How to Plant a Cutting Garden
What's the quickest way to put a heartfelt smile on someone's face? The gift of a beautiful bouquet. While most people love fresh flowers, the problem is that blooms can cost a bundle. So how about dedicating an out-of-the-way space to flowers that you can cut without worrying about how the plant looks?
Jackie Tarchala's cutting garden is planted along a fence, out of sight and out of the way, which is the secret to a cutting garden. No one sees it but the gardener. "You can plant your flowers in rows, do them in squares," Tarchala says. "There are no rules in a cutting garden because you are in control and you take from there what you want and leave the rest."
Follow these guidelines for a successful cutting garden.
Plant Three Distinct Shapes
1. Linear flowers like salvia are used for line and height.
2. Round flowers such as dahlias make great examples of focal points that add dimension.
3. Filler flowers like Queen Anne's lace give an airy look and help draw the arrangement together.
Tarchala's cutting garden is in full sun and the area is well-watered, weed-free and beautifully mulched. For Tarchala, well-drained soil is a must, along with an occasional energy boost. "These are worm castings," Tarchala says. "They make good fertilizer for plants. This Alstroemeria is a heavy feeder so we want to give it a little extra during the growing season to make the plant healthy and full of flowers."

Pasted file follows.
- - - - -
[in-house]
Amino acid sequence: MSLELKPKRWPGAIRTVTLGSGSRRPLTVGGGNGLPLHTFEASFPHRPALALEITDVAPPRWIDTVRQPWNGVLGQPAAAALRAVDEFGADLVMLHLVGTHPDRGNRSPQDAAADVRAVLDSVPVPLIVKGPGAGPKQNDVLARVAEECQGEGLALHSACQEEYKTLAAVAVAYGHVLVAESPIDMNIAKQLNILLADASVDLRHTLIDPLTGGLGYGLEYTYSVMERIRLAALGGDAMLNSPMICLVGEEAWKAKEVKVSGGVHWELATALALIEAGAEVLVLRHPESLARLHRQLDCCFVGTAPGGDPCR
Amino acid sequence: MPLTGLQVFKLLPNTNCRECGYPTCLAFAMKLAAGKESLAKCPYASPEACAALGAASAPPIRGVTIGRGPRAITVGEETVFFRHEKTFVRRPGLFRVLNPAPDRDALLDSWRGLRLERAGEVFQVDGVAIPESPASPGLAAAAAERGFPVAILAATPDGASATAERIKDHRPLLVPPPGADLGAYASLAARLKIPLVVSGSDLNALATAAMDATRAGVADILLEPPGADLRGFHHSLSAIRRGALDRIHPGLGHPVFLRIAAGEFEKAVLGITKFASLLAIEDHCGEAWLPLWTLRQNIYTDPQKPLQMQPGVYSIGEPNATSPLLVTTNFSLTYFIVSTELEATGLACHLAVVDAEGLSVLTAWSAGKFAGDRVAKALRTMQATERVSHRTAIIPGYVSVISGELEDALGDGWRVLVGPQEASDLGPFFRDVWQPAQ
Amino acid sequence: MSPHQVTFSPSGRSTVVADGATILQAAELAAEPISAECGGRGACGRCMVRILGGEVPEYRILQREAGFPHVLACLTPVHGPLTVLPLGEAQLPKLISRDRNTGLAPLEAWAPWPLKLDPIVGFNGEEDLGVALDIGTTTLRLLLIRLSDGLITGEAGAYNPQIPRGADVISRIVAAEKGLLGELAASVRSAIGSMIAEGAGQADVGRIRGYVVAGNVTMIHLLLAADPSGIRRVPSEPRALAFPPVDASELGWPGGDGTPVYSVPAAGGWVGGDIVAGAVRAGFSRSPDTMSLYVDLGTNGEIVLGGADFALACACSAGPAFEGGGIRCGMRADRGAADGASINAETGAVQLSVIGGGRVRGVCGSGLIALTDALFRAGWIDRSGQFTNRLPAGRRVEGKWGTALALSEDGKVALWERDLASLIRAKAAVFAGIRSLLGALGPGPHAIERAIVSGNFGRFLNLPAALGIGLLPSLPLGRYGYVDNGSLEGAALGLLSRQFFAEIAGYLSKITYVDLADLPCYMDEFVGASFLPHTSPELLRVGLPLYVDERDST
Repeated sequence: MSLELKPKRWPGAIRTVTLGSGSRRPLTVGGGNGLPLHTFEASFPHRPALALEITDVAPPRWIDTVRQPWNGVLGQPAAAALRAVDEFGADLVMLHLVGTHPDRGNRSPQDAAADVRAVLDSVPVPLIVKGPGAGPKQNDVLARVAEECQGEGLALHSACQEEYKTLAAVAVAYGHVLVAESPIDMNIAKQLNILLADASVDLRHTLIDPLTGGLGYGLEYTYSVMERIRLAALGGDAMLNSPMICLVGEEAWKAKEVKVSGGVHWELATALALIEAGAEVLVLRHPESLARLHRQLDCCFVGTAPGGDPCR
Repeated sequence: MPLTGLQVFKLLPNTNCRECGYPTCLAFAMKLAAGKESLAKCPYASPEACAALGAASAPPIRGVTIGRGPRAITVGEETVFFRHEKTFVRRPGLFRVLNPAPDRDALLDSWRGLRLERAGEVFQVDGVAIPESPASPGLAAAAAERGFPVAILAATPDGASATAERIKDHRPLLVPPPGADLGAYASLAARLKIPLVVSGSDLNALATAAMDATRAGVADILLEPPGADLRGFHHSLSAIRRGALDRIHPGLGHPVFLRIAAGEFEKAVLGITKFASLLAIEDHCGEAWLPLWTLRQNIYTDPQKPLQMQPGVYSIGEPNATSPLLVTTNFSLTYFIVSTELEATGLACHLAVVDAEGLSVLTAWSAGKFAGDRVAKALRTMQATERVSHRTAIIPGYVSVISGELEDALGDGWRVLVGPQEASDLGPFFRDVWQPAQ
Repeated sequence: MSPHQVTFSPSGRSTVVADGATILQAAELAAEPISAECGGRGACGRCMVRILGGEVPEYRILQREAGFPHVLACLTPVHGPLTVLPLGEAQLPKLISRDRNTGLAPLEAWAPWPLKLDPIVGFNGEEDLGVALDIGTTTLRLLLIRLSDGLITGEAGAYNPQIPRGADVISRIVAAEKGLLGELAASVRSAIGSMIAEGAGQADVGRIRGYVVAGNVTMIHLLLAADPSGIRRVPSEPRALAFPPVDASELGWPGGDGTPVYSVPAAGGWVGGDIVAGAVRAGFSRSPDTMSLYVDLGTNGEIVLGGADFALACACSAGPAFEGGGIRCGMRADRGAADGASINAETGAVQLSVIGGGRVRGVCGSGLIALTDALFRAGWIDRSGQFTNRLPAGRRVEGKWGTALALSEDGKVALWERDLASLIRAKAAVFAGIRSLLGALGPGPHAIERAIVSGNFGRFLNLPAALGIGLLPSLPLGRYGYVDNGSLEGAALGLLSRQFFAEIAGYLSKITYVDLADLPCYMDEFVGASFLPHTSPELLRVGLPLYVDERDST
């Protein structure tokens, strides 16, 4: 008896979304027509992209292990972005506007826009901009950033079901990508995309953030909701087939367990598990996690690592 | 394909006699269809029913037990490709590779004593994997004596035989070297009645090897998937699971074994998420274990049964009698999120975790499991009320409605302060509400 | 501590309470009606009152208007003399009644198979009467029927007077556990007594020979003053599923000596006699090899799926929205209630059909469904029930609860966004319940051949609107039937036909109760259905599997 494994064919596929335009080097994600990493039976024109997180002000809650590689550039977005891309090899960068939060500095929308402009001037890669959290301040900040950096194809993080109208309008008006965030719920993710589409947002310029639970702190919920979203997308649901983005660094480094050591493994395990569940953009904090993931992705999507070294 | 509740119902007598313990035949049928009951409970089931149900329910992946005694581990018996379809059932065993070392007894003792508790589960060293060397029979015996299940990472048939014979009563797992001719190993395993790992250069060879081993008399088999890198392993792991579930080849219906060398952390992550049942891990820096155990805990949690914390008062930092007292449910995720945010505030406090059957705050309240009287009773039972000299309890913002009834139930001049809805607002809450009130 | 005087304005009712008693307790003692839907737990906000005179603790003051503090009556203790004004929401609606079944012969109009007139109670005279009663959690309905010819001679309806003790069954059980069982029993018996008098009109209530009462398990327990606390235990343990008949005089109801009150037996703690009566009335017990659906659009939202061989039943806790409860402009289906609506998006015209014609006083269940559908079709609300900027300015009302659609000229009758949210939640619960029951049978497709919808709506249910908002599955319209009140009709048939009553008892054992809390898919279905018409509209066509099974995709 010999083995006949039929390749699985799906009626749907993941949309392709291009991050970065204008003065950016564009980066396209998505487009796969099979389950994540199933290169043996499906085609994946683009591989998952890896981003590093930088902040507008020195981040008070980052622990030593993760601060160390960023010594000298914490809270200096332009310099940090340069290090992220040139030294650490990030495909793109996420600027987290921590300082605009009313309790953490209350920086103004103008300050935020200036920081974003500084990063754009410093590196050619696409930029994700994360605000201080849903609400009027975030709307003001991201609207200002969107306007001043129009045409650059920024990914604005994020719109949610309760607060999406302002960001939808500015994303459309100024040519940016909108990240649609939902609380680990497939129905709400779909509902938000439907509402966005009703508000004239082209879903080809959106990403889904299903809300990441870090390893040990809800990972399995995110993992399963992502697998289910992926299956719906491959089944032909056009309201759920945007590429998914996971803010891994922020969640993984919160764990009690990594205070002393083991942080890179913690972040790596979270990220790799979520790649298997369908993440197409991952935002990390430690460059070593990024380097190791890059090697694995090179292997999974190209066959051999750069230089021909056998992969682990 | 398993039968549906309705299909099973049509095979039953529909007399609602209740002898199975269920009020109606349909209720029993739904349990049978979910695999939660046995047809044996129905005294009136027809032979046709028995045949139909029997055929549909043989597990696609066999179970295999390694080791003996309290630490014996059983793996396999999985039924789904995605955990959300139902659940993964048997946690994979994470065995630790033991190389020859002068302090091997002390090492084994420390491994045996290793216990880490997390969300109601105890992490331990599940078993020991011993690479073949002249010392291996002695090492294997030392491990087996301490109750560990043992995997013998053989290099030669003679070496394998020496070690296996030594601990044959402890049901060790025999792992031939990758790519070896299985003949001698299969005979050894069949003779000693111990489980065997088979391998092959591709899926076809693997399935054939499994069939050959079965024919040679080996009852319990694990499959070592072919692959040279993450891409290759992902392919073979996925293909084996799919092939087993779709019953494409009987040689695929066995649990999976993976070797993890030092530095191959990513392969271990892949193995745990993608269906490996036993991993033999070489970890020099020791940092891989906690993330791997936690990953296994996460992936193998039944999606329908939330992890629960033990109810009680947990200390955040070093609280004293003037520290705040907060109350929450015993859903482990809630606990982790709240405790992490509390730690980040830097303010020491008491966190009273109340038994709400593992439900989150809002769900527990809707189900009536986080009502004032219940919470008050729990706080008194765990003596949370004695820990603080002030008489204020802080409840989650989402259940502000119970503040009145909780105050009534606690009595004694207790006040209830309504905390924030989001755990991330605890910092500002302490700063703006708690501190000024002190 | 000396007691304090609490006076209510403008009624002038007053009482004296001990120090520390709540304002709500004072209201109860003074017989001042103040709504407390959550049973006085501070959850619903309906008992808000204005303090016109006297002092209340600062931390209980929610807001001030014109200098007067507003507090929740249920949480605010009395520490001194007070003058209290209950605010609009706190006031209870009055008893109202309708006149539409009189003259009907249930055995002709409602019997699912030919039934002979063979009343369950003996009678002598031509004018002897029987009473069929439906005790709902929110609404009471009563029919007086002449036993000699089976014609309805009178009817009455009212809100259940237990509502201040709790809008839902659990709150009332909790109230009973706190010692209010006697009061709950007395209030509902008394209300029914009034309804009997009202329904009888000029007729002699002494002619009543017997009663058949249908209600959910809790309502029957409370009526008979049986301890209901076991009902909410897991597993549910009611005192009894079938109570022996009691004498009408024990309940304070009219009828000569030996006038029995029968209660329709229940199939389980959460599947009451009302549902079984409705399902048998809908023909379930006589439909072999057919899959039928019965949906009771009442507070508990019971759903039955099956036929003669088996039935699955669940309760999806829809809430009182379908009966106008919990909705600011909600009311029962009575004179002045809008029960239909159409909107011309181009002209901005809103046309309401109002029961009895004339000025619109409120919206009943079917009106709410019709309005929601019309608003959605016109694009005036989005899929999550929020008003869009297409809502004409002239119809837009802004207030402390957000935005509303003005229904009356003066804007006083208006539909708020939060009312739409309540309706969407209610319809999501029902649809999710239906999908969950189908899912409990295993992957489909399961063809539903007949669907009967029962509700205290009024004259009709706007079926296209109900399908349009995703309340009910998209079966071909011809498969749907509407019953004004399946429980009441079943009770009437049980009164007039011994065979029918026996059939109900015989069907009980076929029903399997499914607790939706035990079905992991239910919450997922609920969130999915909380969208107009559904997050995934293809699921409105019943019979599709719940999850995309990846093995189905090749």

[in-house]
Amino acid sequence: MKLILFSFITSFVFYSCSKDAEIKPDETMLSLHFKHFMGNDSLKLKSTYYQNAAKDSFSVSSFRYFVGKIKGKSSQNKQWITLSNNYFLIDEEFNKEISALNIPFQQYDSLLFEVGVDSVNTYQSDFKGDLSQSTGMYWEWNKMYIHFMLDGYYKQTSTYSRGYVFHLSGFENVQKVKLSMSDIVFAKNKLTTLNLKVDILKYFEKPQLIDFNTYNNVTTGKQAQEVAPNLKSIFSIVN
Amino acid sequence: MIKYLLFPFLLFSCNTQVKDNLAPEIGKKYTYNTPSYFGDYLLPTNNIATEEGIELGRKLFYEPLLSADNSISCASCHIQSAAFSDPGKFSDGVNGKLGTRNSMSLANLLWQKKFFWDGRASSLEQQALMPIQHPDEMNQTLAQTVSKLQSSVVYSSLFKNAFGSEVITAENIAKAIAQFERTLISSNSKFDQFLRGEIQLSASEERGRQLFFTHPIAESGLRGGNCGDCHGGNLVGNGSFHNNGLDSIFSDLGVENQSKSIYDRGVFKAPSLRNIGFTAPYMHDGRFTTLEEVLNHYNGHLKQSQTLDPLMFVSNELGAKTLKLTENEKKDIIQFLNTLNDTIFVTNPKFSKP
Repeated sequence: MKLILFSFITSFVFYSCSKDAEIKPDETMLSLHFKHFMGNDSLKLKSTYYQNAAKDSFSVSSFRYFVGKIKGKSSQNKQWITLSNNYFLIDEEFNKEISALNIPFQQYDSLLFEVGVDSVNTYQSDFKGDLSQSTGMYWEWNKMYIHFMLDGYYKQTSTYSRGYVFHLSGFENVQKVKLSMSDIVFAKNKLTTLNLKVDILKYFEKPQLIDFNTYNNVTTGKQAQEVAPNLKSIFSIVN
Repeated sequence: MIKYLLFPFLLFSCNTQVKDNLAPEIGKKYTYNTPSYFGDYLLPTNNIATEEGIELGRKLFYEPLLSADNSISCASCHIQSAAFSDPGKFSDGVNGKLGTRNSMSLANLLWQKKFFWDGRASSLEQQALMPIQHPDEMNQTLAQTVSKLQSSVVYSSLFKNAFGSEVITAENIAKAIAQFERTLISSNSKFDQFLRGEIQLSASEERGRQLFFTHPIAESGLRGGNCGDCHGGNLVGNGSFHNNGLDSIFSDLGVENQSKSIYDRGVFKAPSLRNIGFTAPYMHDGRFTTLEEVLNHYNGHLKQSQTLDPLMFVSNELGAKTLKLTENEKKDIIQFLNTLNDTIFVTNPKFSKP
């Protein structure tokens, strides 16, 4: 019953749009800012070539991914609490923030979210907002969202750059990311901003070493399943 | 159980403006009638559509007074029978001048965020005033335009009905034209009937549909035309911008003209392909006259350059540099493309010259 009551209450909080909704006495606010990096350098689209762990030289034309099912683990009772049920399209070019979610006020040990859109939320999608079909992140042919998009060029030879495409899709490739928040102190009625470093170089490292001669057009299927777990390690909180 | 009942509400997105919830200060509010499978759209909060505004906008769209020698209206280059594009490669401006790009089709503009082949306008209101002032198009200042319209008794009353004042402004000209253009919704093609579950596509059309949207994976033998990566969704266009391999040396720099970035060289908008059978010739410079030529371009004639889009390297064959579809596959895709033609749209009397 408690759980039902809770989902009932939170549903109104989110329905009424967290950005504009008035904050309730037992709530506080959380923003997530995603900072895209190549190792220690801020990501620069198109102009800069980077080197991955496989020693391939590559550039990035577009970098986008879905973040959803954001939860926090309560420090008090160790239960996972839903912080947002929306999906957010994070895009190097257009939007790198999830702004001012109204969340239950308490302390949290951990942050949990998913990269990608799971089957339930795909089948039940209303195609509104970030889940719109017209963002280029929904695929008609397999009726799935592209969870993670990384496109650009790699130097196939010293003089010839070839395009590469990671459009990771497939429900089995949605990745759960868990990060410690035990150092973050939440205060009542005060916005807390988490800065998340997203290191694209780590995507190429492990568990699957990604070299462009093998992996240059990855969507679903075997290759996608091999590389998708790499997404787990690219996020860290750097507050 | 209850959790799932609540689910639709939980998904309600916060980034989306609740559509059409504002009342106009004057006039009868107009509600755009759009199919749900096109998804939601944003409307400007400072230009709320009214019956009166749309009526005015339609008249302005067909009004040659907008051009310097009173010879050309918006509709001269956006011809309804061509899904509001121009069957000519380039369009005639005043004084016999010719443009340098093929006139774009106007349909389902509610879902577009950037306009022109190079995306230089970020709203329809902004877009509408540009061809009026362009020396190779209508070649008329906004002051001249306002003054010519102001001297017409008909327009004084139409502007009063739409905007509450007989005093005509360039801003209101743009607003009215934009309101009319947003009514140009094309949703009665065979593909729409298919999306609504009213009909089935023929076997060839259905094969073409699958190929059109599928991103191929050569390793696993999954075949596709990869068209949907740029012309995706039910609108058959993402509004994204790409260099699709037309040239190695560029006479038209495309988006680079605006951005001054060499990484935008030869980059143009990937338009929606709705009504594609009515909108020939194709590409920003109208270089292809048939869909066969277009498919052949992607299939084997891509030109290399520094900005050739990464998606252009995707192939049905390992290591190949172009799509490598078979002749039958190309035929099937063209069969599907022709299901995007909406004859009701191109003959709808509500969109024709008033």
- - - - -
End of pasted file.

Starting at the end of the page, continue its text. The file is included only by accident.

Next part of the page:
"The important thing in a cutting garden is to have lots of flowers," she says, "so you want to remove the spent flowers so the plant has energy to produce more flowers."
Cut Your Blooms Properly
When harvesting flowers, longer stems generally offer more flexibility than shorter ones. So for a bouquet, make a cut deeper into the plant than when removing old blooms. For example, for dahlias grown from a bulb, remove the side buds to give the plant more energy to produce a bigger flower. Tarchala snips between the joint, or where one branch connects to another, to get more length in the flower stem and also to keep the plant blooming enthusiastically. Of course, to have year-round flowers, be sure to plant plenty of different annuals and perennials with staggered blooming periods.
Don't Forget About Non-Flowering Plants
Foliage plants such as hostas, boxwoods and ferns can add even more texture and color to any arrangement and bring balance to your beautiful bouquet.
Tarchala demonstrates how simple a beautiful flower arrangement can be. In one arrangement, she uses delphiniums for its height, form and intense blue color. Next she adds red zinnias as a round element and everlasting for the filler. Once your cutting garden is created, you'll be able to create a bouquet — or pick fresh flowers for your table — from right outside your back door.